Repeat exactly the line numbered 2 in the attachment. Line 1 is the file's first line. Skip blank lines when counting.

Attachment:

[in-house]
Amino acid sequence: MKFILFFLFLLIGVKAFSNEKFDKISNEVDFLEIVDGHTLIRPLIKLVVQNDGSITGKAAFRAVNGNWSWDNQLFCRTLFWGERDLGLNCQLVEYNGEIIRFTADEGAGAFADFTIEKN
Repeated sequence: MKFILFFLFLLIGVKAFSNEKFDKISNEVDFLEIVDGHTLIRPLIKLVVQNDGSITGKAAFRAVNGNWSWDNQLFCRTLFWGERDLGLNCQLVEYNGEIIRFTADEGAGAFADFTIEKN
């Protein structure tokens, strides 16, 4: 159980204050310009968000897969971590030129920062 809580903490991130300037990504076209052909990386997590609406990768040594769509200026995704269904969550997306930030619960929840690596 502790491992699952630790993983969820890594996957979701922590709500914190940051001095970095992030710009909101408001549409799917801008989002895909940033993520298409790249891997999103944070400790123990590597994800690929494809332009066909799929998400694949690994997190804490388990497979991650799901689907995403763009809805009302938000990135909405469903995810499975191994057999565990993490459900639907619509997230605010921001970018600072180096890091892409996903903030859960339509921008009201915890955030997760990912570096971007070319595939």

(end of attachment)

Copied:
Amino acid sequence: MKFILFFLFLLIGVKAFSNEKFDKISNEVDFLEIVDGHTLIRPLIKLVVQNDGSITGKAAFRAVNGNWSWDNQLFCRTLFWGERDLGLNCQLVEYNGEIIRFTADEGAGAFADFTIEKN